Top Priorities for Teaching Language and Communication
Top Priorities for Teaching Language and Communication
It has often been said that the characteristic which distinguishes humans from all other animals is the capacity for language (Pinker 1994). It is essential to our species and contributes to its survival in various ways.
Simply stated, language may be deﬁned either as the acquisition and use of complex systems of communication (Dell Publishing 1994), or to a speciﬁc example of one of these systems, such as English, French, or Portuguese. Communication consists of an exchange of ideas or information, which may be transmitted through various means (e.g., written, spoken, signed, etc.)
Language is a vital skill for everyone. For individuals with Autism, language is frequently more difficult to acquire which may lead to frustration, lack of social interaction, and overall a lesser quality of life. By teaching language and communication to individuals with Autism, the more that individual is able to communicate their wants and needs, provides more tools to be able to advocate for themselves and ultimately, to live a life that makes them feel happy and independent.
From a behavioral perspective, language is learned behavior. A behavioral approach to language seeks to understand the function of language in order to teach it effectively. By using this methodology, language can be shaped overtime building the repertoire of communication for any individual.
First, let’s review ABA terminology relating to Language
- Mand: This is essentially a request for something. For example, if your child wants to play with a ball and says, “ball,” then the word ball is a mand
- Tact: This is typically used to label, describe, or name something. For example, if your child is reading a book and sees a picture of a ball, they might say, “ball,” as a means of labeling what they see.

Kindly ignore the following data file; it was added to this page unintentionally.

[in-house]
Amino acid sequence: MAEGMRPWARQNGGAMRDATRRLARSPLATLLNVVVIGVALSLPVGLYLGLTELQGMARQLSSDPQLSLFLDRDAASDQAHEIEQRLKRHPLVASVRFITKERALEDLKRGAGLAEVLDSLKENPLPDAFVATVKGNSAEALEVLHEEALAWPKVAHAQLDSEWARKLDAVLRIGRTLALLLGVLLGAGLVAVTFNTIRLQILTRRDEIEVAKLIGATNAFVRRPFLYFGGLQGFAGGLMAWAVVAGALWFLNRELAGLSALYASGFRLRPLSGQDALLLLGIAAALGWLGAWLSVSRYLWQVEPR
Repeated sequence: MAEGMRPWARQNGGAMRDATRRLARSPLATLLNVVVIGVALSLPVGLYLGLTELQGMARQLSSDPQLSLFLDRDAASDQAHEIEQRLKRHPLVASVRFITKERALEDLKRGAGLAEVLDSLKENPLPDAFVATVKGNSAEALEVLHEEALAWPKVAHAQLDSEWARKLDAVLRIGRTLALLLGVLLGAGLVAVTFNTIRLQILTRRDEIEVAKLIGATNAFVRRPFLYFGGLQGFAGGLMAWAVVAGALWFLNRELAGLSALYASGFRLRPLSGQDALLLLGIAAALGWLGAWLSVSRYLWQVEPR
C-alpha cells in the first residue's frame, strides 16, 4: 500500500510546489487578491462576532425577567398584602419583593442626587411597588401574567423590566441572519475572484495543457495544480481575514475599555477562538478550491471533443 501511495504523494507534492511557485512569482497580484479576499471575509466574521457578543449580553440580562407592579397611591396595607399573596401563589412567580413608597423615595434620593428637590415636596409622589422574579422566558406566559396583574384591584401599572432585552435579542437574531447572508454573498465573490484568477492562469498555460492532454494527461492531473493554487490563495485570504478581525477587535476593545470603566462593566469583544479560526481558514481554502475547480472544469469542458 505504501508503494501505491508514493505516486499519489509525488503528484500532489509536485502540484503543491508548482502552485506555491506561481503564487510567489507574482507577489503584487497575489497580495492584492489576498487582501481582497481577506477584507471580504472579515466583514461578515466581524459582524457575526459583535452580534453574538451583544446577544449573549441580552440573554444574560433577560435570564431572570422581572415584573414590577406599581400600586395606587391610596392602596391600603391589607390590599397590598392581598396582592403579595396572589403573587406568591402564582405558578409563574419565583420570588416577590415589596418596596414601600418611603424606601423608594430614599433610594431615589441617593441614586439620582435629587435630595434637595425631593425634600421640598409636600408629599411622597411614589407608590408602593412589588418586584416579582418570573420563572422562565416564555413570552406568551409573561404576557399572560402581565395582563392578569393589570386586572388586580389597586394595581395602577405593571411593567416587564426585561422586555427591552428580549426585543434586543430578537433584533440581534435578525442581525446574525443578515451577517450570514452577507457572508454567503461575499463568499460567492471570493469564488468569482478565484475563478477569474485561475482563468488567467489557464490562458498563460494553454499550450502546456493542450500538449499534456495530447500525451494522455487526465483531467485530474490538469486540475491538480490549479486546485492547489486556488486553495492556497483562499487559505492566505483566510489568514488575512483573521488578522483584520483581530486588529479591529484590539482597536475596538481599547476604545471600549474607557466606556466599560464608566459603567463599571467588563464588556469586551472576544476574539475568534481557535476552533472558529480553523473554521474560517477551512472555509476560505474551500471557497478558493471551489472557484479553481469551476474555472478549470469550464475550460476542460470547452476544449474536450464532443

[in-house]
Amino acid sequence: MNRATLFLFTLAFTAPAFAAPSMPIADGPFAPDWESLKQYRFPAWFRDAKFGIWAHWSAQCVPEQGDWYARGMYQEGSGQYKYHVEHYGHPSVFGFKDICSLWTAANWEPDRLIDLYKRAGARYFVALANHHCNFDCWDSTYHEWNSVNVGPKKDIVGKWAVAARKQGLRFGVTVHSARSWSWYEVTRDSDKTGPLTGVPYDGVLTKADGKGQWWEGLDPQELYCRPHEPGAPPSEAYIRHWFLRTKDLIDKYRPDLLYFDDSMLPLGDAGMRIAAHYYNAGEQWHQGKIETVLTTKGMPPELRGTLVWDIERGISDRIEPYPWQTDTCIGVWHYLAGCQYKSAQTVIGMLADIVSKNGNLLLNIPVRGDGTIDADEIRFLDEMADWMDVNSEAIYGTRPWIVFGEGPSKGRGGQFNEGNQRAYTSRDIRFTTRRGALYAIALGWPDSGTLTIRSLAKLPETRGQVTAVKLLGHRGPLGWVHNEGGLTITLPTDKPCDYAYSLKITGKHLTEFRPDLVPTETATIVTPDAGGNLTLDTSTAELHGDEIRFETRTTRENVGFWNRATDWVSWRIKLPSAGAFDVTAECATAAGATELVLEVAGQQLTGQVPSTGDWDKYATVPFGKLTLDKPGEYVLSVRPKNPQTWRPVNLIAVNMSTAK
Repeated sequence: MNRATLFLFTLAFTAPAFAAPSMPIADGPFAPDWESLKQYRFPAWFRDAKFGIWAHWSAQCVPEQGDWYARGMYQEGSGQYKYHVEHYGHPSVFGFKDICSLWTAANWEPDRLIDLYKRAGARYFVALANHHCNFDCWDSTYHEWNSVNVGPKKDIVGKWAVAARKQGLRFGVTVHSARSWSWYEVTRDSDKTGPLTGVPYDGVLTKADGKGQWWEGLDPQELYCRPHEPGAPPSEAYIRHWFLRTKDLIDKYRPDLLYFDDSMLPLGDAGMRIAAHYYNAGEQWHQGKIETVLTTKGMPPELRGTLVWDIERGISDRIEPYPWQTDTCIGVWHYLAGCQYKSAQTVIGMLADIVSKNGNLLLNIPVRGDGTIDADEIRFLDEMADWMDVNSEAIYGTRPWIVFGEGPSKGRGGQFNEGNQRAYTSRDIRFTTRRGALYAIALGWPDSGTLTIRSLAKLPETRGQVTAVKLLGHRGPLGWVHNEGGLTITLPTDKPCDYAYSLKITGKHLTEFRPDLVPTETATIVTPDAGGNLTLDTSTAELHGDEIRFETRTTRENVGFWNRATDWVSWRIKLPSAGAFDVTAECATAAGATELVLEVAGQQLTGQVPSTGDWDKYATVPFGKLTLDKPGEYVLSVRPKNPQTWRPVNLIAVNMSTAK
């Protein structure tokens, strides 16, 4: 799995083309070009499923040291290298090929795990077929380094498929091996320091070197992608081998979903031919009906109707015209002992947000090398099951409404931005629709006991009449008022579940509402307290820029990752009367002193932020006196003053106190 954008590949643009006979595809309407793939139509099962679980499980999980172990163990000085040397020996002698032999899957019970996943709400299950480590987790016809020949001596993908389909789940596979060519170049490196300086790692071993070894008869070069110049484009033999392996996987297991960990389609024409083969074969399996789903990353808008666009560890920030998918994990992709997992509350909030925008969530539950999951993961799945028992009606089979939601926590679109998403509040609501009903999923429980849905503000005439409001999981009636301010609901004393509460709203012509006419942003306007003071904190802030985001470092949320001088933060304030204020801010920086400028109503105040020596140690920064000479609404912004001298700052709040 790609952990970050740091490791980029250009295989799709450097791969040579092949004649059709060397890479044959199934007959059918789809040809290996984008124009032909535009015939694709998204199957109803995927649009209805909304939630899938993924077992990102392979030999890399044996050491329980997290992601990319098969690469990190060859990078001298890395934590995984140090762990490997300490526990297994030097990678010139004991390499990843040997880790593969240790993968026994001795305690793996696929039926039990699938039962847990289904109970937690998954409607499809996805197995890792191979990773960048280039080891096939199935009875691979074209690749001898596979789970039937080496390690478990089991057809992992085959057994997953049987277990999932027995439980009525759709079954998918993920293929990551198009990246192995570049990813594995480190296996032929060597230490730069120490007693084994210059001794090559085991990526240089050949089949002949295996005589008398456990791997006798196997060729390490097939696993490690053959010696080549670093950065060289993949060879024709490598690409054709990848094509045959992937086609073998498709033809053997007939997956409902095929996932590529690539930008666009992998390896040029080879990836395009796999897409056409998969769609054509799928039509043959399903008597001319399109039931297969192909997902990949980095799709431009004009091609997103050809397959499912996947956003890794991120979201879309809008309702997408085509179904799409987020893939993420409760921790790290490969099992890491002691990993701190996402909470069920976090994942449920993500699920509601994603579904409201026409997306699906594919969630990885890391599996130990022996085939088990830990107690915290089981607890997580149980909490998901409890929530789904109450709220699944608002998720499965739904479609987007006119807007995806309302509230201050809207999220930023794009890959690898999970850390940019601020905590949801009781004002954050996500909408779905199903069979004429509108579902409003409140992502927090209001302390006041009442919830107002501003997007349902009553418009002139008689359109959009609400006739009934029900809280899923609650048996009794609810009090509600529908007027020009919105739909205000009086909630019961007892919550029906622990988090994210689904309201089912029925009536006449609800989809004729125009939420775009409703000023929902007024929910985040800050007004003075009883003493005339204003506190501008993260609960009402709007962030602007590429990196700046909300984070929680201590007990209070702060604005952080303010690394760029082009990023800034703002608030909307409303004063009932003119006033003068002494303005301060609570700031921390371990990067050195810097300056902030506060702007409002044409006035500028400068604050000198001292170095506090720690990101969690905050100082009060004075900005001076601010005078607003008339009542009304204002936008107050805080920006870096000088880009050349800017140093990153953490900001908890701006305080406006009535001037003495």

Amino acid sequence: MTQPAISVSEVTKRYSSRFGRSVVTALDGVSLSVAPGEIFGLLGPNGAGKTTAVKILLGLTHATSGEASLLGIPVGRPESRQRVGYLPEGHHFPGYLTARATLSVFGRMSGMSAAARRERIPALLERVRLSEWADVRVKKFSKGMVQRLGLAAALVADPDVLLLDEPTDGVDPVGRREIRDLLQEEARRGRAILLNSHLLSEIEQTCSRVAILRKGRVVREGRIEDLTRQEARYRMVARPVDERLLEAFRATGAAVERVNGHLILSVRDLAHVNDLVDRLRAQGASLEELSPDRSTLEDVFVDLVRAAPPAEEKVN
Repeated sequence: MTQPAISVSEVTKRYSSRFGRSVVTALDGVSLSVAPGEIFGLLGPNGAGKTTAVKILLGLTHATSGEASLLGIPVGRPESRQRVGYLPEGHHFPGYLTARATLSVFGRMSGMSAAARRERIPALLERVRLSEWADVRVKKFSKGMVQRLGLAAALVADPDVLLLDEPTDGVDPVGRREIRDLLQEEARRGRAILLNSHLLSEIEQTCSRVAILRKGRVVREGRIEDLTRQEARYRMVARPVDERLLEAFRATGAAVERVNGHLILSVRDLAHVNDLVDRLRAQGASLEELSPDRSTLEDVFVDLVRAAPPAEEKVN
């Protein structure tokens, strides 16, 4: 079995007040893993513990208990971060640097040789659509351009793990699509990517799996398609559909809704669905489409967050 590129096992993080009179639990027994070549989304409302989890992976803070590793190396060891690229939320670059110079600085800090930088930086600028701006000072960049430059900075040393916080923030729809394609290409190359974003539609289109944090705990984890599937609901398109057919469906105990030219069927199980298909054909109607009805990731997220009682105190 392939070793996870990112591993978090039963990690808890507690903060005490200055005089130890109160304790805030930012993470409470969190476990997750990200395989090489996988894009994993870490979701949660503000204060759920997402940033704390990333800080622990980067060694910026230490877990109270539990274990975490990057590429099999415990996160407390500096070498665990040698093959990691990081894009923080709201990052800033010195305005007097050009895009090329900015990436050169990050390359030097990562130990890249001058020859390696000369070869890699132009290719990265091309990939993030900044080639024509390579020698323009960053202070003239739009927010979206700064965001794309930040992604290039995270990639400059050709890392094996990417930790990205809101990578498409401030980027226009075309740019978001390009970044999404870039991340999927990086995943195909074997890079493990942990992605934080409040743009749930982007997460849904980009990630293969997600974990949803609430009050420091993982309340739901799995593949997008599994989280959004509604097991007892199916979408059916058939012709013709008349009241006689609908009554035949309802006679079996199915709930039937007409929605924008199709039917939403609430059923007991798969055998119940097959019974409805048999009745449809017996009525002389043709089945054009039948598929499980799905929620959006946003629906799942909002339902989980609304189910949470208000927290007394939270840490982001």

- Echoic: This is a repetition of what you heard. For example, if someone said the word “ball,” and your child repeats, “ball”
- Intraverbal: This is a conversational exchange, or a response to what someone says. For example, if you ask your child, “what can you bounce” and your child responds with, “ball,” the child using the word ball would be an intraverbal.
- Functional Communication: Functional communication uses communicative behavior to replace problem behavior that serves the same function as the problem behavior (For example, say an individual is hungry and wants to eat food. Without a way to communicate, the individual may resort to problematic behaviors to express their frustration or discomfort (hunger). Functional communication training aims to provide those communication tools to replace the need to resort to problematic behaviors, e.g., teaching someone to press iPad icons for specific food items like “sandwich” or “Banana” to replace screaming when hungry).
Now that you have the ABA lingo down, here are some tips on teaching language and communication:
Choosing a mode of communication:
- Individuals with autism communicate in many different ways. Some speak vocally, some use communication devices, some use picture exchange, and some use modified sign language.
- Because everyone communicates differently, it is important to choose a communication method that works best for that individual.